What is the vn/vo? Who is Christopher J. Falvey? Why should we care? What does the vn/vo stand for? Why am I asking such silly questions? Some questions, obviously, are meant to be answered. Others, however, are meant to be ruminated upon, digested, and then ultimately ruled as inconsequential. The vn/vo dedicates itself to providing ‘a little more signal’ and ‘a little less noise’. Even the tagline to the front page, ‘assuming you’ve noticed the random taglines,’ seems to be a clever message hidden just out of view of the casual browser. Despite the barrage of words we’re assaulted with in the front page, therefore, we’re strangely drawn to explore this site.
The articles on the site, which range in length from 2 to 5 pages, are, in general, far from light reading. Mr. Falvey’s crusade to communicate through content is glaringly obvious in the way he eschews attractive templates or distracting pictures in favor of unrelenting prose. The vn/vo doesn’t believe in mincing its words, either. Mr. Falvey believes that tax money and tsunami relief don’t mix, that religion has no place in government, and he’s not afraid to tell you why. Thankfully, he does this in a consistently thoughtful, engaging manner. The subject matter is eclectic, ranging from the reasons behind the Iraqi war to the emerging blogosphere.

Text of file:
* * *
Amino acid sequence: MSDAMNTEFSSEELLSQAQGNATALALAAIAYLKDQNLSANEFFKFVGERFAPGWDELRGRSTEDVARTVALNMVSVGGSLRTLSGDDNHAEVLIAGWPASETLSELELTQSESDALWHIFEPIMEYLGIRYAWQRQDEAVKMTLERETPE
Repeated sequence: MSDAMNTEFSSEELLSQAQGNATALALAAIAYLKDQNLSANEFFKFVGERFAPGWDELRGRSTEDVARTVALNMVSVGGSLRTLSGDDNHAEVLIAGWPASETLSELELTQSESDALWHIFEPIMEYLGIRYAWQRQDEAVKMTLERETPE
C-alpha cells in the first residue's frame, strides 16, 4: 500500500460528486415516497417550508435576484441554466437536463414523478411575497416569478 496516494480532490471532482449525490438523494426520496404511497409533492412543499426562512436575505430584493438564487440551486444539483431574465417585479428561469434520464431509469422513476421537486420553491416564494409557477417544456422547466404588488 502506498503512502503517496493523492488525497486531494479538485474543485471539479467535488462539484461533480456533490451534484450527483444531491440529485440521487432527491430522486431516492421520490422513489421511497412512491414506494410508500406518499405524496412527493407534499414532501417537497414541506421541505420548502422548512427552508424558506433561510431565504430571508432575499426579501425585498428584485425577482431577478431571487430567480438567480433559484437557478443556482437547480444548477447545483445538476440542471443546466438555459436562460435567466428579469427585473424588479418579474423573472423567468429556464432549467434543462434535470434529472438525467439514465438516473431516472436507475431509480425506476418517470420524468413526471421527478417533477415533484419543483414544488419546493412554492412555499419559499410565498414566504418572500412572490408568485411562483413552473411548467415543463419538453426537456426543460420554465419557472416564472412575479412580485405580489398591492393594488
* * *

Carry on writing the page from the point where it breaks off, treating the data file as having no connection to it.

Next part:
Given the vn/vo’s emphasis on content, the layout does pretty much exactly what it’s supposed to do. All entries are made readily available from the front page, which resembles some sort of electronic newspaper. While it seems a little intimidating at first, the interface in many ways conveys the same message as the articles; the message that this site is meant to stimulate thought. It is not meant to be a five minute surf stop, despite its flippant taglines and occasional humorous entry. This site is, as it claims to be, largely content based, and this fact is clearly reflected in its presentation.
While I didn’t find myself agreeing with all of Mr. Falvey’s points, his well-argued entries definitely do a good job in highlighting the logic of his arguments. The one recurring theme, however, seems to be the American public’s love for simplicity and easy answers, as well as their inability to understand simple statistics. Mr Falvey, it seems, has taken it upon himself to do his part in educating as many people as he can, and I have to say, he does a decent job of it.
The best thing about the vn/vo, in my opinion, is Christopher Falvey’s ability not only to communicate what he thinks, but also why you should care about what he thinks, or why you should even consider the issue in the first place. In talking about steroids in baseball, for example, he relates baseball to the ‘great American drama’; Mr. Falvey has a knack for translating things to a lowest common denominator, and he’s no slouch in exercising this talent.
Thus, all in all, the vn/vo is a great site to read if you’re looking for an opinion. In fact, it’s a great site to read even if you’re not. Just be prepared to stay there for a little more than five minutes, and don’t expect any pretty pictures.THE VN/VO (www.vnvo.com)